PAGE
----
HomeOur Obsessions‘Sex and the City’ vs. ‘The Handmaid’s Tale’: Female empowerment

‘Sex and the City’ vs. ‘The Handmaid’s Tale’: Female empowerment

At the time, 'Sex and the City' stood for female empowerment. 'The Handmaid’s Tale' on the other hand is timely, poignant, and inspiring.

‘Sex and the City’ vs. ‘The Handmaid’s Tale’: Female empowerment

Last year, SNL released a parody sketch turning The Handmaid’s Tale into an episode of Sex and the City and quite frankly it was hilarious. Not only did it brilliantly intertwine the two shows, but it also highlighted the frivolity of the white privilege experience of the infamous four New Yorkers.

Although at the time Sex and the City stood for female empowerment, in the modern world their shallow lifestyle borders between dumb and straight-up offensive. The Handmaid’s Tale on the other hand – although at times coming across as misery porn – is timely, poignant, and inspiring as it is terrifying, exploring female characters displaying strength & bravery in the face of their oppressors.

Although the two shows are markedly different, they perhaps show that Gen X and millennial women have grown to embrace different representations of female empowerment. To elaborate on this idea further, we took a break from our weekly Handmaid’s Tale viewing to bingewatch Sex and the City. Here’s what we learned.

 

The 90s were as shallow as a Kardashian in a kiddie pool

It’s no secret that now in the 2010s our zeitgeist paranoia has reached an all-time high; every day is a collage of sad polar bear pictures, dick pics, and terrifying abstracts, all being injected into our skulls like a Pulp Fiction needle.

But things weren’t always so bad. If like us you were born before the technology boom and grew up in the 90s, you’ll know the future was bright. Aside from the crazies who thought we were going to die in 2000 (thanks, Prince) the turn of the millennium was a supposed age of empowerment for “working women”, full of over-padded shoulders, semi-toxic birth control pills, Vodka Blues, and kitten heels.

Individualistic third-wave feminism was in full force, the Spice Girls were famous, and shows like Sex and the City reaffirmed our belief that we could be loud-mouthed, successful, sex-crazed boss-ladies if we wanted to be. And for those who were adults in our golden age of chunky highlights, their fictional worldview was shaped by this rosy ideal. And they’ve continued to hold on to that expired jewel.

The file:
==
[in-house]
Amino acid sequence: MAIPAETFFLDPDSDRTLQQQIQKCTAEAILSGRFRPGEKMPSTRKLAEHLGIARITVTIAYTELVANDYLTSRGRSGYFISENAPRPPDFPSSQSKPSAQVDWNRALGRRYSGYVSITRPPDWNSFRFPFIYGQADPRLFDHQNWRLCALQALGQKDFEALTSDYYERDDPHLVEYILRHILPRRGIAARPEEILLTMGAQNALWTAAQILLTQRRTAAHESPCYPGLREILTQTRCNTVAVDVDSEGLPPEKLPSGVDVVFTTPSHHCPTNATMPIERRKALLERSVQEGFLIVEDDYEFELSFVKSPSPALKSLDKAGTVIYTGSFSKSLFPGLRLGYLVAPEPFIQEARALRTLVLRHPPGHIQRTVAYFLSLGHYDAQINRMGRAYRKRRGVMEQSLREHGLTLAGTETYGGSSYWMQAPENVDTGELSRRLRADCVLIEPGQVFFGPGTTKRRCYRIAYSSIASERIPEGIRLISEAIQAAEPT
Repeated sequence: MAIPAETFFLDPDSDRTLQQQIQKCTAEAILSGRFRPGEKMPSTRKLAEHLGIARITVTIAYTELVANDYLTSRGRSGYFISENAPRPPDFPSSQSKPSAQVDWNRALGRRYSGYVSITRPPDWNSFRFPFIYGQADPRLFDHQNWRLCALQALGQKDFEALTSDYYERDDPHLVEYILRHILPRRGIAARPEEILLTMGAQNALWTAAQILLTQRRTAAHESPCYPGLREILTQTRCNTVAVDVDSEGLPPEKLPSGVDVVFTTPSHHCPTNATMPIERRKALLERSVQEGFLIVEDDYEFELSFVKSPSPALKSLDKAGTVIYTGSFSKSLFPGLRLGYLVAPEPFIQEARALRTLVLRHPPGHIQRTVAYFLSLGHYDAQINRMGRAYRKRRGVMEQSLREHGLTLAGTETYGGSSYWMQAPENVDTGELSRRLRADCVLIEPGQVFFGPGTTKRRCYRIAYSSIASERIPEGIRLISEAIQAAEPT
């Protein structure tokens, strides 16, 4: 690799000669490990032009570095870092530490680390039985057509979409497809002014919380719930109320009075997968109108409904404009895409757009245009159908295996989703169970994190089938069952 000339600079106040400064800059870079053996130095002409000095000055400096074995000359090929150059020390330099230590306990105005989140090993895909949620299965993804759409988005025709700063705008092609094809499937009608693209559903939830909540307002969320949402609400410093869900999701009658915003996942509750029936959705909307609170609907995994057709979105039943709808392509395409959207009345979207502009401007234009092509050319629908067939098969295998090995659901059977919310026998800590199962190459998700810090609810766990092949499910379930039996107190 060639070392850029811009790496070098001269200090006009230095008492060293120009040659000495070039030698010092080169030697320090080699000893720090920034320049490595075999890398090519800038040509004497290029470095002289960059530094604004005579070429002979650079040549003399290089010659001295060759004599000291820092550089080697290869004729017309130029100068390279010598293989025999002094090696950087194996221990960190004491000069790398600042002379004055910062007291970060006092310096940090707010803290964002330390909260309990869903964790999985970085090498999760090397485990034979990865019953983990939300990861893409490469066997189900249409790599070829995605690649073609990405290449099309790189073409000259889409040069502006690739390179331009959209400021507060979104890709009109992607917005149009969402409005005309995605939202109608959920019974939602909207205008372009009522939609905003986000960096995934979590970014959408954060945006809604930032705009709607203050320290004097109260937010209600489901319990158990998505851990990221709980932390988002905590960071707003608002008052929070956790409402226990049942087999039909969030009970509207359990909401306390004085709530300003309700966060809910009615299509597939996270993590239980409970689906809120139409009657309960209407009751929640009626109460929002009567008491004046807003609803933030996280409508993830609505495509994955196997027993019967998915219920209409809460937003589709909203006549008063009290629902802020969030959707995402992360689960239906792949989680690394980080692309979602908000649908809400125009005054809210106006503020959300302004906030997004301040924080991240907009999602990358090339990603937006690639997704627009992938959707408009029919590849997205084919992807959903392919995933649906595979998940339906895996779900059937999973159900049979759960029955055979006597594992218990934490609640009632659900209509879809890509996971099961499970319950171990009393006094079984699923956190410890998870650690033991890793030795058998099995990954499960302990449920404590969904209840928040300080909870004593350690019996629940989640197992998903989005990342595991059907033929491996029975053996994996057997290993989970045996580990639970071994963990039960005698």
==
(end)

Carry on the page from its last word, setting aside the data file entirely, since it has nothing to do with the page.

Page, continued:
Empowerment is empowerment is empowerment

Modern TV is dark as hell. Everyone’s always getting chopped up or attacked or oppressed or murdered by life-like, Western robots. It’s a rough world, and our version of female empowerment comes from interesting women navigating these situations.

But back in the day, TV was suitable for all ages. The fictional, televised 90s were generally a sanitized white-wash of apolitical, feel-good sitcoms full of upper-middle class people in New York. And Sex and the City was perfect. It gave its fans the perfect amount of caricatured female empowerment and cemented it together with the toffee-like grease of pro-capitalist consumption.

'The Handmaid's Tale' is purposeful in its design and direction, making the audience feel the pain of the handmaids while also providing a glimmer of hope.

And sure, 70s era second-wave feminism was built on a foundation of sisterhood and community to champion fellow women, but who needs that when you can embrace a patriarchal model of individual wealth and destroy other women’s success? (Catfights are fun, amiright ladies?)

And while this brand of cherry-picking feminism apparently seemed pretty sustainable (or preferable?) to SATC’s viewers, shows like The Handmaid’s Tale are ultimately about women’s perseverance and survival – goals which require a real sisterhood to achieve.

Comfort is the enemy

Sex and the City only works in a universe where women are unquestionably successful, completely autonomous, and suspiciously rich. It was the perfect life fuel for a time when women measured their worldly success by how much they could consume for themselves (rather than what they could give back) free from any sort of imposed limitations. It’s not about establishing yourself as a woman – it’s about establishing yourself as a woman in a man’s world.

But as the waves of religious and conservative repression have rolled in and alt-right trolls so lovingly coddled by the money-soaked hands of social media tear women down, the fantastical concept that we’re free to sip cosmos and shit-talk Chanel all day without a care in the world seems muddled at best. Suddenly we don’t feel so comfortable any more, which means it’s time to . . .  

 

Fight!

If there’s one thing The Handmaid’s Tale does, it’s make women angry. Sex and the City showed you what you could be, The Handmaid’s Tale shows you what you must be. It teaches us what our suffragette ancestors already knew – your life is only as important as the cause you devote it to.

The future is female

So why did generational tastes change so dramatically? The answer is that the world has changed drastically in the past twenty years. Discomfort has changed the way we tell stories, who tells them, and what those stories are about. It’s not enough to be a woman going through life, conducting yourself by the same rules your 90s, smart-mouthed cable characters did. The world is more complex than those characters could ever accept and we must leave those pale imitations of us in the past.

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Mariel Cooksey is a writer, author, ancient history enthusiast, and aspiring horror director. Her work has been featured in Famous Monsters of Filmland, on the El Rey Network, and in Rod Serling Books’ “Submitted for Your Approval”.

mcooksey@filmdaily.co